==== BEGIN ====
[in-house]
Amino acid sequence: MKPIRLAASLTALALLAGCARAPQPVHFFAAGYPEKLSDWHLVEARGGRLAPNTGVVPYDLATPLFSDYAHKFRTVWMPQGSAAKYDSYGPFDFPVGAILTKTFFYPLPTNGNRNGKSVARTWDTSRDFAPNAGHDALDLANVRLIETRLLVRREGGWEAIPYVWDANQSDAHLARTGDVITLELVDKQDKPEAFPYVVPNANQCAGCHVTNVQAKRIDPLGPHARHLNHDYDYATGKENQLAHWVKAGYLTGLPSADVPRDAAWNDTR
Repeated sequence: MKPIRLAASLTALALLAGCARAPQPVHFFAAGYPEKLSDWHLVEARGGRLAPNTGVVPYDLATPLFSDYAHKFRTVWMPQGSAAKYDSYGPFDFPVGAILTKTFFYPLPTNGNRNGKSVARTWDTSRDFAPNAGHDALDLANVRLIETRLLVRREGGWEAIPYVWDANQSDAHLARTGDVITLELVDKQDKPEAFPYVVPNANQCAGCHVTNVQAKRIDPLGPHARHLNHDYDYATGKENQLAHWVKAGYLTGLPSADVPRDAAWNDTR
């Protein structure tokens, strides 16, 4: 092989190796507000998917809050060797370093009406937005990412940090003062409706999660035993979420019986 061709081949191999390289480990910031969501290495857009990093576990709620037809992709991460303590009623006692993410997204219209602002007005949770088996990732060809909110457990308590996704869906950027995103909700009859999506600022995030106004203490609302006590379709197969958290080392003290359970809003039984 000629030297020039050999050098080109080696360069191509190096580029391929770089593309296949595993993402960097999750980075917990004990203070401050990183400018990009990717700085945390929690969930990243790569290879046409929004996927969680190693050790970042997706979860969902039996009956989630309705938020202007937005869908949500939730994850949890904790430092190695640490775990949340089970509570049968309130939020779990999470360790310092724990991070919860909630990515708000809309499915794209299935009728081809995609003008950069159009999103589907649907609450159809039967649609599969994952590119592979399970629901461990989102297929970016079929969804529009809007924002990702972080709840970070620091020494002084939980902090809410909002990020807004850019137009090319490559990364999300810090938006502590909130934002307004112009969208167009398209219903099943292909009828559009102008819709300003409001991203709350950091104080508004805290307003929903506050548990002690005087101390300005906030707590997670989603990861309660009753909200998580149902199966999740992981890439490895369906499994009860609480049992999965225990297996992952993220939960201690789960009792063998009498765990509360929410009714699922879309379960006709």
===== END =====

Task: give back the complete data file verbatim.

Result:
[in-house]
Amino acid sequence: MKPIRLAASLTALALLAGCARAPQPVHFFAAGYPEKLSDWHLVEARGGRLAPNTGVVPYDLATPLFSDYAHKFRTVWMPQGSAAKYDSYGPFDFPVGAILTKTFFYPLPTNGNRNGKSVARTWDTSRDFAPNAGHDALDLANVRLIETRLLVRREGGWEAIPYVWDANQSDAHLARTGDVITLELVDKQDKPEAFPYVVPNANQCAGCHVTNVQAKRIDPLGPHARHLNHDYDYATGKENQLAHWVKAGYLTGLPSADVPRDAAWNDTR
Repeated sequence: MKPIRLAASLTALALLAGCARAPQPVHFFAAGYPEKLSDWHLVEARGGRLAPNTGVVPYDLATPLFSDYAHKFRTVWMPQGSAAKYDSYGPFDFPVGAILTKTFFYPLPTNGNRNGKSVARTWDTSRDFAPNAGHDALDLANVRLIETRLLVRREGGWEAIPYVWDANQSDAHLARTGDVITLELVDKQDKPEAFPYVVPNANQCAGCHVTNVQAKRIDPLGPHARHLNHDYDYATGKENQLAHWVKAGYLTGLPSADVPRDAAWNDTR
């Protein structure tokens, strides 16, 4: 092989190796507000998917809050060797370093009406937005990412940090003062409706999660035993979420019986 061709081949191999390289480990910031969501290495857009990093576990709620037809992709991460303590009623006692993410997204219209602002007005949770088996990732060809909110457990308590996704869906950027995103909700009859999506600022995030106004203490609302006590379709197969958290080392003290359970809003039984 000629030297020039050999050098080109080696360069191509190096580029391929770089593309296949595993993402960097999750980075917990004990203070401050990183400018990009990717700085945390929690969930990243790569290879046409929004996927969680190693050790970042997706979860969902039996009956989630309705938020202007937005869908949500939730994850949890904790430092190695640490775990949340089970509570049968309130939020779990999470360790310092724990991070919860909630990515708000809309499915794209299935009728081809995609003008950069159009999103589907649907609450159809039967649609599969994952590119592979399970629901461990989102297929970016079929969804529009809007924002990702972080709840970070620091020494002084939980902090809410909002990020807004850019137009090319490559990364999300810090938006502590909130934002307004112009969208167009398209219903099943292909009828559009102008819709300003409001991203709350950091104080508004805290307003929903506050548990002690005087101390300005906030707590997670989603990861309660009753909200998580149902199966999740992981890439490895369906499994009860609480049992999965225990297996992952993220939960201690789960009792063998009498765990509360929410009714699922879309379960006709």